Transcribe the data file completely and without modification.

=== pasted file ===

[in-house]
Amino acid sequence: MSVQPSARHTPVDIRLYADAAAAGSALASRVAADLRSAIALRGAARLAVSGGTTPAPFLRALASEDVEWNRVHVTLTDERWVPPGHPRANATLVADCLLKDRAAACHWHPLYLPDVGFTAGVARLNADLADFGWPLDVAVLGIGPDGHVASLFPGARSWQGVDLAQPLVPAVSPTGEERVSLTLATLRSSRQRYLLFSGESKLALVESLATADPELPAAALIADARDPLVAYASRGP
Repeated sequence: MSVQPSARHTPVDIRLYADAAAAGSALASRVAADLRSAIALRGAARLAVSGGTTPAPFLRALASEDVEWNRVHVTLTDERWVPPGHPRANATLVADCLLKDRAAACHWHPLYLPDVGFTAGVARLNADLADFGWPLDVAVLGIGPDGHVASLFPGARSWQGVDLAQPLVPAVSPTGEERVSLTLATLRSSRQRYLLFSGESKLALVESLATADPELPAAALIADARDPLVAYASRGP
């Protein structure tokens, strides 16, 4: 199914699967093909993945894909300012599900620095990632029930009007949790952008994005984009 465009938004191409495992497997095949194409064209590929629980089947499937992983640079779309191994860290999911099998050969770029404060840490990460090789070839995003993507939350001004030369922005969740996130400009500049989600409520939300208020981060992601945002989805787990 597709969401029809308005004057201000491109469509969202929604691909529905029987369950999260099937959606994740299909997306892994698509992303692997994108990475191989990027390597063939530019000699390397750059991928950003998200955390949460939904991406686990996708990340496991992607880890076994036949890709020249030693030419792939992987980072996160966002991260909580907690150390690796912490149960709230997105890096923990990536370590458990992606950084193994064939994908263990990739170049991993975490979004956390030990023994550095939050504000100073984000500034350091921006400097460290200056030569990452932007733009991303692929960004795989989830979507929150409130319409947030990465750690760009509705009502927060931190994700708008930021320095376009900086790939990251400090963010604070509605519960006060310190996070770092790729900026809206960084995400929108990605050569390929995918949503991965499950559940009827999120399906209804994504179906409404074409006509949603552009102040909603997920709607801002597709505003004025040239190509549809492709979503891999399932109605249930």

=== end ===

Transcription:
[in-house]
Amino acid sequence: MSVQPSARHTPVDIRLYADAAAAGSALASRVAADLRSAIALRGAARLAVSGGTTPAPFLRALASEDVEWNRVHVTLTDERWVPPGHPRANATLVADCLLKDRAAACHWHPLYLPDVGFTAGVARLNADLADFGWPLDVAVLGIGPDGHVASLFPGARSWQGVDLAQPLVPAVSPTGEERVSLTLATLRSSRQRYLLFSGESKLALVESLATADPELPAAALIADARDPLVAYASRGP
Repeated sequence: MSVQPSARHTPVDIRLYADAAAAGSALASRVAADLRSAIALRGAARLAVSGGTTPAPFLRALASEDVEWNRVHVTLTDERWVPPGHPRANATLVADCLLKDRAAACHWHPLYLPDVGFTAGVARLNADLADFGWPLDVAVLGIGPDGHVASLFPGARSWQGVDLAQPLVPAVSPTGEERVSLTLATLRSSRQRYLLFSGESKLALVESLATADPELPAAALIADARDPLVAYASRGP
């Protein structure tokens, strides 16, 4: 199914699967093909993945894909300012599900620095990632029930009007949790952008994005984009 465009938004191409495992497997095949194409064209590929629980089947499937992983640079779309191994860290999911099998050969770029404060840490990460090789070839995003993507939350001004030369922005969740996130400009500049989600409520939300208020981060992601945002989805787990 597709969401029809308005004057201000491109469509969202929604691909529905029987369950999260099937959606994740299909997306892994698509992303692997994108990475191989990027390597063939530019000699390397750059991928950003998200955390949460939904991406686990996708990340496991992607880890076994036949890709020249030693030419792939992987980072996160966002991260909580907690150390690796912490149960709230997105890096923990990536370590458990992606950084193994064939994908263990990739170049991993975490979004956390030990023994550095939050504000100073984000500034350091921006400097460290200056030569990452932007733009991303692929960004795989989830979507929150409130319409947030990465750690760009509705009502927060931190994700708008930021320095376009900086790939990251400090963010604070509605519960006060310190996070770092790729900026809206960084995400929108990605050569390929995918949503991965499950559940009827999120399906209804994504179906409404074409006509949603552009102040909603997920709607801002597709505003004025040239190509549809492709979503891999399932109605249930």